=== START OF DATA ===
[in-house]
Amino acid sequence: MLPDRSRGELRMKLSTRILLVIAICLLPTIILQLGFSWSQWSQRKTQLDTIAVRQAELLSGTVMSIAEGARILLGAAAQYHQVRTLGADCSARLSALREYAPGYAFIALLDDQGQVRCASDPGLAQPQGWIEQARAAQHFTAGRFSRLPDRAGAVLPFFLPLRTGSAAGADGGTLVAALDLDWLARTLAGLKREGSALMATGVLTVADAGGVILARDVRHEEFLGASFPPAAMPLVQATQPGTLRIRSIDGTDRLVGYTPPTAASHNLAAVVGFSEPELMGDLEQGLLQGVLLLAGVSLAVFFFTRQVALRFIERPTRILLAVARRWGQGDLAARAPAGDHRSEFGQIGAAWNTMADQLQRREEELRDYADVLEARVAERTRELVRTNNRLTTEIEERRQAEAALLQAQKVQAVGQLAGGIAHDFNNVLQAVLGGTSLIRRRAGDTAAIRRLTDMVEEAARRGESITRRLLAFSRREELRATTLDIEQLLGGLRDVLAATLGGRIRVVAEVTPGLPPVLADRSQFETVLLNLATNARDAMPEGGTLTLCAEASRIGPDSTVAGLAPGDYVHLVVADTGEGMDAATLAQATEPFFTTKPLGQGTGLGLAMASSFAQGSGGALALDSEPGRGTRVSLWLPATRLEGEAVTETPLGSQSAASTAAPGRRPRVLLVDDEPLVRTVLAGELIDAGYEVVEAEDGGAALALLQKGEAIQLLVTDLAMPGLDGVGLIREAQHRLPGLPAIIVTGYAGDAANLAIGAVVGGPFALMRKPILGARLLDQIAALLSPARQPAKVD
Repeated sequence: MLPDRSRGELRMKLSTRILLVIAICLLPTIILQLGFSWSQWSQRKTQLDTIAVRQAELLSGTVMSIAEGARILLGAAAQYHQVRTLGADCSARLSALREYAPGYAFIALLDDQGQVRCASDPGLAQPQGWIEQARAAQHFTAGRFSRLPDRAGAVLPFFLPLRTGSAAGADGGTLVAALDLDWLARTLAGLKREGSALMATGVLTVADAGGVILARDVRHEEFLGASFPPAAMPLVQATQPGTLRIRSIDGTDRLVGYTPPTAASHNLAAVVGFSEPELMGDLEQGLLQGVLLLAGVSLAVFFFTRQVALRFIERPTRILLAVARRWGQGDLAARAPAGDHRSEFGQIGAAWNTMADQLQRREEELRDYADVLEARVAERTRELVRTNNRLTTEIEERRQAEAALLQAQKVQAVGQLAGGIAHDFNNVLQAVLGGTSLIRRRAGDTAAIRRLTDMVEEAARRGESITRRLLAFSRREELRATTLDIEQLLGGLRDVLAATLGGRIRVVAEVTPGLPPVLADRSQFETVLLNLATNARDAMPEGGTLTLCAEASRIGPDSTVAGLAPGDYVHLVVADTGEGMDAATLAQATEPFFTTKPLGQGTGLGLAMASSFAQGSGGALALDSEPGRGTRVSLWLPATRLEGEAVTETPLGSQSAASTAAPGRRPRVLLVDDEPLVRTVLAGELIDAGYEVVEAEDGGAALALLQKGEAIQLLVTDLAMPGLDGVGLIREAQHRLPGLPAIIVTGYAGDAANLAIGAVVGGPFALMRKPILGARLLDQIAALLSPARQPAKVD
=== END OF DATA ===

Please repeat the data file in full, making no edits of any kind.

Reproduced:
[in-house]
Amino acid sequence: MLPDRSRGELRMKLSTRILLVIAICLLPTIILQLGFSWSQWSQRKTQLDTIAVRQAELLSGTVMSIAEGARILLGAAAQYHQVRTLGADCSARLSALREYAPGYAFIALLDDQGQVRCASDPGLAQPQGWIEQARAAQHFTAGRFSRLPDRAGAVLPFFLPLRTGSAAGADGGTLVAALDLDWLARTLAGLKREGSALMATGVLTVADAGGVILARDVRHEEFLGASFPPAAMPLVQATQPGTLRIRSIDGTDRLVGYTPPTAASHNLAAVVGFSEPELMGDLEQGLLQGVLLLAGVSLAVFFFTRQVALRFIERPTRILLAVARRWGQGDLAARAPAGDHRSEFGQIGAAWNTMADQLQRREEELRDYADVLEARVAERTRELVRTNNRLTTEIEERRQAEAALLQAQKVQAVGQLAGGIAHDFNNVLQAVLGGTSLIRRRAGDTAAIRRLTDMVEEAARRGESITRRLLAFSRREELRATTLDIEQLLGGLRDVLAATLGGRIRVVAEVTPGLPPVLADRSQFETVLLNLATNARDAMPEGGTLTLCAEASRIGPDSTVAGLAPGDYVHLVVADTGEGMDAATLAQATEPFFTTKPLGQGTGLGLAMASSFAQGSGGALALDSEPGRGTRVSLWLPATRLEGEAVTETPLGSQSAASTAAPGRRPRVLLVDDEPLVRTVLAGELIDAGYEVVEAEDGGAALALLQKGEAIQLLVTDLAMPGLDGVGLIREAQHRLPGLPAIIVTGYAGDAANLAIGAVVGGPFALMRKPILGARLLDQIAALLSPARQPAKVD
Repeated sequence: MLPDRSRGELRMKLSTRILLVIAICLLPTIILQLGFSWSQWSQRKTQLDTIAVRQAELLSGTVMSIAEGARILLGAAAQYHQVRTLGADCSARLSALREYAPGYAFIALLDDQGQVRCASDPGLAQPQGWIEQARAAQHFTAGRFSRLPDRAGAVLPFFLPLRTGSAAGADGGTLVAALDLDWLARTLAGLKREGSALMATGVLTVADAGGVILARDVRHEEFLGASFPPAAMPLVQATQPGTLRIRSIDGTDRLVGYTPPTAASHNLAAVVGFSEPELMGDLEQGLLQGVLLLAGVSLAVFFFTRQVALRFIERPTRILLAVARRWGQGDLAARAPAGDHRSEFGQIGAAWNTMADQLQRREEELRDYADVLEARVAERTRELVRTNNRLTTEIEERRQAEAALLQAQKVQAVGQLAGGIAHDFNNVLQAVLGGTSLIRRRAGDTAAIRRLTDMVEEAARRGESITRRLLAFSRREELRATTLDIEQLLGGLRDVLAATLGGRIRVVAEVTPGLPPVLADRSQFETVLLNLATNARDAMPEGGTLTLCAEASRIGPDSTVAGLAPGDYVHLVVADTGEGMDAATLAQATEPFFTTKPLGQGTGLGLAMASSFAQGSGGALALDSEPGRGTRVSLWLPATRLEGEAVTETPLGSQSAASTAAPGRRPRVLLVDDEPLVRTVLAGELIDAGYEVVEAEDGGAALALLQKGEAIQLLVTDLAMPGLDGVGLIREAQHRLPGLPAIIVTGYAGDAANLAIGAVVGGPFALMRKPILGARLLDQIAALLSPARQPAKVD